On another scale

I’ve long been an aficionado of over-dimensional photographs; in fact, even when I was still using film cameras, I’d take loads of photos of a scene and stick the resultant prints together using Sellotape on the reverse. Since moving into the world of digital photography, though, things have progressed and I’ve learned over the past ten years to get the best results from a camera and automating “stitching” programmes. With the acquisition of Photoshop CS3 a couple of years ago, I stopped using dedicated software and started using the Adobe solution for my usual wide panoramic shots, compiled of 3-4 individual photos.

When I wanted to know a little more about the modern solutions and software for creating 360° panoramic images and “mini planets“, I thought I’d ask my friend Habi, as he posts such images to his Flickr stream relatively regularly. The resultant hour-long re-introduction was of great help and although the resultant quick panorama I made with him wasn’t anything to write home about, I’ve since had the opportunity to try a couple more times; both times with better results.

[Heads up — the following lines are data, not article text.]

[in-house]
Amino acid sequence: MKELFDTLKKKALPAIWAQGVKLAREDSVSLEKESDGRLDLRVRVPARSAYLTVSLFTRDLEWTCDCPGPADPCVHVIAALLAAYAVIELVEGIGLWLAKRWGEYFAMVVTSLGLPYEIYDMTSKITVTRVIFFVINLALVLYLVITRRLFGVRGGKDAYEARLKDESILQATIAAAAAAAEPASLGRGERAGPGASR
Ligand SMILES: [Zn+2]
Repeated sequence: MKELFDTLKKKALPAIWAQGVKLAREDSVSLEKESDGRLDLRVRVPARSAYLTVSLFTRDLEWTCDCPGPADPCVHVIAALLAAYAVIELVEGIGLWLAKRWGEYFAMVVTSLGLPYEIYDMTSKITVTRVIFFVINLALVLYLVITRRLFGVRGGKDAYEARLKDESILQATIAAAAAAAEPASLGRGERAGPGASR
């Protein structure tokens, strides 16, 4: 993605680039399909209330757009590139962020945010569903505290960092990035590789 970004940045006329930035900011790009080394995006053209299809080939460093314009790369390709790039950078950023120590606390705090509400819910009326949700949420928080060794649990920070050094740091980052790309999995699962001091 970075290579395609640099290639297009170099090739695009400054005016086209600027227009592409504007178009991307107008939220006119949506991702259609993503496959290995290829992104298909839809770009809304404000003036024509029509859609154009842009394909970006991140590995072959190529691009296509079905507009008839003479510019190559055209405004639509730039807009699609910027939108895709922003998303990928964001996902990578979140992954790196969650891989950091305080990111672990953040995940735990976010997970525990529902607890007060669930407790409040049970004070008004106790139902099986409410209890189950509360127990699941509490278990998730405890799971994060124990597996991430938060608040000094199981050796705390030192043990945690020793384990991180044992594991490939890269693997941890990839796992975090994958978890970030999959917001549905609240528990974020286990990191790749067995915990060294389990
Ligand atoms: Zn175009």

The main gripe I have with using Photoshop to make very large panoramas from very high quality, 16 megapixel originals is that the programme (or my rattling MacBook Pro) can’t handle the stitching process for more than half a dozen photos at a time. However, Habi suggested I try the open source software Hugin instead. I’d heard of it a while ago and it seemed that there were many restrictions and complications when using it; despite being a computer-friendly person, I still prefer to use software with easy to use workflows and step-by-step, button-led processes. The software (which can be downloaded from Sourceforge and used directly via an up-to-date GUI) is now well up to the task of taking on my panorama generation, as it’s used by keen amateurs and professionals alike.

The image accompanying this article, of the world-famous Matterhorn, was compiled from 16 full resolution 16 megapixel JPG images, and where a previous attempt using Photoshop crashed the software three times, the generation using Hugin took 4 minutes and no requirement whatever for re-editing. The image below is a crop at 100% of the valley to the lower right of the Matterhorn, to show the level of detail in the final image.